How long have you been a member of Inspire Christian Writers?
I joined Inspire in August 2011.
What prompted you to join Inspire?
Chris Pederson, a fellow member of the Society of Children’s Books Writers and Illustrators invited me to check out the Inspire website. Then, I connected with Beth Thompson through Twitter.
Being a part of a writing community devoted to the Lord and dedicated to encouraging and equipping His people was an answer to prayer. So, I joined and signed up to serve during the Write to Inspire conference.
When did you first know you were a writer?
I was born a storyteller. In elementary school, I won a Young Author’s contest with a picture book called, Sonny Otter and the Four Seasons. The book was accidentally trashed along with a box of memorabilia. But the seed was planted.
After I invited Jesus into my heart, He watered that seed. I stumbled into my spiritual gift of encouragement through a card ministry. My catch-phrase became: “I have a card for you.”
When I saw how God used those cards to encourage my sisters in Christ, I prayed for opportunities to serve as I learned to worship the Lord through my writing.
Describe your writing career high point and low point.
I like to start with the low points so I can end on a hopeful note.
I attended a SCBWI conference, reluctantly choosing to put writing aside to help my husband with our small business venture. A woman stood up during a share time and said, “I don’t know who this is for. But, you have no right to sit on a gift that God gave you.”
Over the next few years I didn’t make time to write. We lost our business. My marriage was challenged then strengthened. During this waiting season, God pruned me before He prepared me to attend the 2010 Writing for the Soul conference, with my husband’s blessing.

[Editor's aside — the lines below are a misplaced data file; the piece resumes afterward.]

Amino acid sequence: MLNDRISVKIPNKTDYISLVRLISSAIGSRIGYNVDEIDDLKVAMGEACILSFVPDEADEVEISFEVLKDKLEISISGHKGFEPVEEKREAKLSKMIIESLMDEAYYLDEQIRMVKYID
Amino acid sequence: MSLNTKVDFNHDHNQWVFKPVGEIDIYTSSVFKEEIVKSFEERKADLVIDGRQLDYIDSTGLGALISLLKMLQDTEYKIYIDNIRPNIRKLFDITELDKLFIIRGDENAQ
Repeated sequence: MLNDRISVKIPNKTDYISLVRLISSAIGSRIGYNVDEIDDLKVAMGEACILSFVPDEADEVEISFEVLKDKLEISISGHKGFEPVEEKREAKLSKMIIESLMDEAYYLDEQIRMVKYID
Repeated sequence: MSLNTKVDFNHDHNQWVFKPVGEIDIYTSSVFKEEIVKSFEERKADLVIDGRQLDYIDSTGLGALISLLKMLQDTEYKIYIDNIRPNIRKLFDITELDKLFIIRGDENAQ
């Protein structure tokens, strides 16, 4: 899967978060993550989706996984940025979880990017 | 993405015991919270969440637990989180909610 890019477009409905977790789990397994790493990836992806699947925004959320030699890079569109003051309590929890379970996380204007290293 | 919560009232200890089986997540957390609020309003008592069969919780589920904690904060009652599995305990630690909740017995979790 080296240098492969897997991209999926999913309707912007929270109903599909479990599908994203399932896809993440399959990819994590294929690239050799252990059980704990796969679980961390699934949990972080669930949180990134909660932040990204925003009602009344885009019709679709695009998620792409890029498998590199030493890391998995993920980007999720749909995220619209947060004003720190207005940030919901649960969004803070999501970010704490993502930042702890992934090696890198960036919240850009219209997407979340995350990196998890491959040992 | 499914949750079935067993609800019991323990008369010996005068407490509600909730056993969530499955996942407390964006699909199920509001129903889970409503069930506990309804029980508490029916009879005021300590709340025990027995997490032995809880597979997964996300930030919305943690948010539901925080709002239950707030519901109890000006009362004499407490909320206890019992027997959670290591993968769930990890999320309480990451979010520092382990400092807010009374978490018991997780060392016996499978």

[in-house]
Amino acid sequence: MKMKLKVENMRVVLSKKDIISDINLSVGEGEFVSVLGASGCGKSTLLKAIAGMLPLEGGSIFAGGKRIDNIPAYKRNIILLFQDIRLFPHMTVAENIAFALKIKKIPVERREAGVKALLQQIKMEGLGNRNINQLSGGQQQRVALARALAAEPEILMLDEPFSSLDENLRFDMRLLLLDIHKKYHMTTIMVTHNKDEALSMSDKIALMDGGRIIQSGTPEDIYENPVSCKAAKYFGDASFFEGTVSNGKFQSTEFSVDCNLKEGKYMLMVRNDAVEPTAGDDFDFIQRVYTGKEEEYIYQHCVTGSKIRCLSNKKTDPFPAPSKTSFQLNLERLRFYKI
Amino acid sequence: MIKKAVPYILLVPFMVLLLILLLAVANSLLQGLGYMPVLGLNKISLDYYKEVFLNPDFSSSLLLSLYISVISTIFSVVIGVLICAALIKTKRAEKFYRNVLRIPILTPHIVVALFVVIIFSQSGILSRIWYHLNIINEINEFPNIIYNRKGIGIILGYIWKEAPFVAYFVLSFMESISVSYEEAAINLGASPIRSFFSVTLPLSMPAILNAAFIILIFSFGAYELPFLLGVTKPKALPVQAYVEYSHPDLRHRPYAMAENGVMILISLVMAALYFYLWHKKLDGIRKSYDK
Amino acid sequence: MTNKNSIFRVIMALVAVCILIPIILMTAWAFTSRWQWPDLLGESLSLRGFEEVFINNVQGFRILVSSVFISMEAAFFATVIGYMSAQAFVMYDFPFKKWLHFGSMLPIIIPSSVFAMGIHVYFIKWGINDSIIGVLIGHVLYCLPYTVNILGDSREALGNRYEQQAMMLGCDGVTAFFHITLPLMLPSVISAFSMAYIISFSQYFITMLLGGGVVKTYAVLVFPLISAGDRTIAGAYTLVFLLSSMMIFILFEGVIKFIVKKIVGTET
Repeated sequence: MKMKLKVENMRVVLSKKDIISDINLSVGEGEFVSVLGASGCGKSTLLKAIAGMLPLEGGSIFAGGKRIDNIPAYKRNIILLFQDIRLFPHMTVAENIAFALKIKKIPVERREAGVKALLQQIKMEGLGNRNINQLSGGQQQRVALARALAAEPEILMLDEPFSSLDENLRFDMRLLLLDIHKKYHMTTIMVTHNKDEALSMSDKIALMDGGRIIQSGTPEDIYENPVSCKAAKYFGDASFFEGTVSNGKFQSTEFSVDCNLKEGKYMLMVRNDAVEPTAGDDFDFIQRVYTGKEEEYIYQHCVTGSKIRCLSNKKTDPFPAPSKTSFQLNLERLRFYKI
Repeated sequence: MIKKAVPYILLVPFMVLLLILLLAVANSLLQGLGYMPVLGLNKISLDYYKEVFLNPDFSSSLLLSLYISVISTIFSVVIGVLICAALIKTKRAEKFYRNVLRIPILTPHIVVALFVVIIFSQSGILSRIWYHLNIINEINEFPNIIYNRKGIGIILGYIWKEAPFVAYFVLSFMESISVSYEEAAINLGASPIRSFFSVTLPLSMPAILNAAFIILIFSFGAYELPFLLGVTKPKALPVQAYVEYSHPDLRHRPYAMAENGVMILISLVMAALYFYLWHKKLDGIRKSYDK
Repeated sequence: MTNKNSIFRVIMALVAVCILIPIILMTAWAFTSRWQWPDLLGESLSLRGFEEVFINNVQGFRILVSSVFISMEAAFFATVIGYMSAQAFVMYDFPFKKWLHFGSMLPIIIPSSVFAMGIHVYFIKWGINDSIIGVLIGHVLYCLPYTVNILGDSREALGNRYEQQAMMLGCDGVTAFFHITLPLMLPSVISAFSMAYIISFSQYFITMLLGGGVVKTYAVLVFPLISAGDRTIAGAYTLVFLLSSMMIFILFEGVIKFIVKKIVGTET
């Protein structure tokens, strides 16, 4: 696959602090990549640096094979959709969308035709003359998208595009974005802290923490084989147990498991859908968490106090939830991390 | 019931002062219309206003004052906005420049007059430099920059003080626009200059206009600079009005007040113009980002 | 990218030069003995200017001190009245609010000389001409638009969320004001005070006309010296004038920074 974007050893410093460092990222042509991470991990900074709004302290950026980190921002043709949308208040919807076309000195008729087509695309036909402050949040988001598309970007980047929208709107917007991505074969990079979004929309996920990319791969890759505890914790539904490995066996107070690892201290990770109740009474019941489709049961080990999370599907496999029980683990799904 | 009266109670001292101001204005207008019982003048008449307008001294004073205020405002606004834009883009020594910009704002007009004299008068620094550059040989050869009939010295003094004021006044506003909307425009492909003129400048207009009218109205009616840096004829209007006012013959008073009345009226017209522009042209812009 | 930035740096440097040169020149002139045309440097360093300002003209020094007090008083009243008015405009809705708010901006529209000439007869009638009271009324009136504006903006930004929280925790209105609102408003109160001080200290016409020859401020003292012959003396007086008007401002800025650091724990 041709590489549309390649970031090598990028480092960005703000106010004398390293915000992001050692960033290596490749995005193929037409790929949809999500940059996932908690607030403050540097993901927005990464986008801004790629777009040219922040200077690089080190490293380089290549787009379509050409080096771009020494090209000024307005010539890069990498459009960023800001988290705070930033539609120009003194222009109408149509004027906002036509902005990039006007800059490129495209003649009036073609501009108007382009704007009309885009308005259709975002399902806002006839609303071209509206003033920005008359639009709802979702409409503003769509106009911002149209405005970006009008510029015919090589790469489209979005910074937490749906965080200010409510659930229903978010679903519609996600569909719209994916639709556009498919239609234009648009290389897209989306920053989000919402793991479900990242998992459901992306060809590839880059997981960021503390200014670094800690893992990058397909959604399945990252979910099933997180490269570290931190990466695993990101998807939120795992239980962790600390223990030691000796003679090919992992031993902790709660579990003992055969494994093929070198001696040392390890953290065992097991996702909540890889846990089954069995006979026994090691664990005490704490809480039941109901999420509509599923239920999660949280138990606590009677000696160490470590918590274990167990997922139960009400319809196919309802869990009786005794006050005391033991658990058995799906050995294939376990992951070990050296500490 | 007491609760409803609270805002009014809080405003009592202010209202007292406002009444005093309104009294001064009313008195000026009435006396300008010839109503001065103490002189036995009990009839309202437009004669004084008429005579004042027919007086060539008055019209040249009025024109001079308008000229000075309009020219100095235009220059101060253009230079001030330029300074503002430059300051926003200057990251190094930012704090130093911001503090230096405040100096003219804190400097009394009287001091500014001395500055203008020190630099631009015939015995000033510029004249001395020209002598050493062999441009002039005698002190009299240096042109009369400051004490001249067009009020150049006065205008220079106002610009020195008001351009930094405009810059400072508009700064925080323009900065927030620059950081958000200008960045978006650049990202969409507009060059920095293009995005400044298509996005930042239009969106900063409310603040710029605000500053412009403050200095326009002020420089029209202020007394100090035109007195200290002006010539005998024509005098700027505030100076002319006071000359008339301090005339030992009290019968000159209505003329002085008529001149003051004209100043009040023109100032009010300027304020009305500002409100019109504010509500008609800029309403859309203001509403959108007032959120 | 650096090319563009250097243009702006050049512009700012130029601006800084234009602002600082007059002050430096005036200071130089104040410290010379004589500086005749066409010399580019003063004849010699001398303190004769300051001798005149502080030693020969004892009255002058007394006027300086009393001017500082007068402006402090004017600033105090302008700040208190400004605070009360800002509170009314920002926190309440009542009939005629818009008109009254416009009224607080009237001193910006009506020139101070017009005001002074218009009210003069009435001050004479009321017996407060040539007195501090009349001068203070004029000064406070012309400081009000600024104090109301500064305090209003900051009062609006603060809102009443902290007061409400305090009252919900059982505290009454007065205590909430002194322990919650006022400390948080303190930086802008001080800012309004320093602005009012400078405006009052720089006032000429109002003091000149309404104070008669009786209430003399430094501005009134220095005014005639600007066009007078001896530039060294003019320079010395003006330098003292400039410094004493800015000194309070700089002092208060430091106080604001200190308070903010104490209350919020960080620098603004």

My high point, so far, would have to be the 2011 Mount Hermon conference. One divine appointment after another led me to pitch my doggy devotional, which at the time was just a spark of an idea and a few random blog posts. I submitted that project to an editor at the beginning of March. I also sold three short stories for teens, as a result of the conference.
Why are these high points when it sounds like I’m all over the place, crossing genres and pitching on the fly?
I learned not to limit God. He showed me how to be flexible when He opens a door that looks nothing like what I was expecting. I’m hoping to keep riding that high through the duration of my time on this side of eternity.
Which of your stories is closest to your heart?
The story God’s crafting through my life, which somehow weaves its way into my work.
Describe receiving your first book contract.
I have yet to receive my first book contract. But when my first short story was accepted by ENCOUNTER – The Magazine, I praised the Lord, did a random Snoopy dance, and prayed for the readers. It’s a big responsibility and privilege to point to God through the stories I write.
I thank the Lord for my amazing Inspire critique group. He uses them to help me take my writing to a higher level of quality. In His perfect timing, I’ll let you know how I react when I receive my first book contract.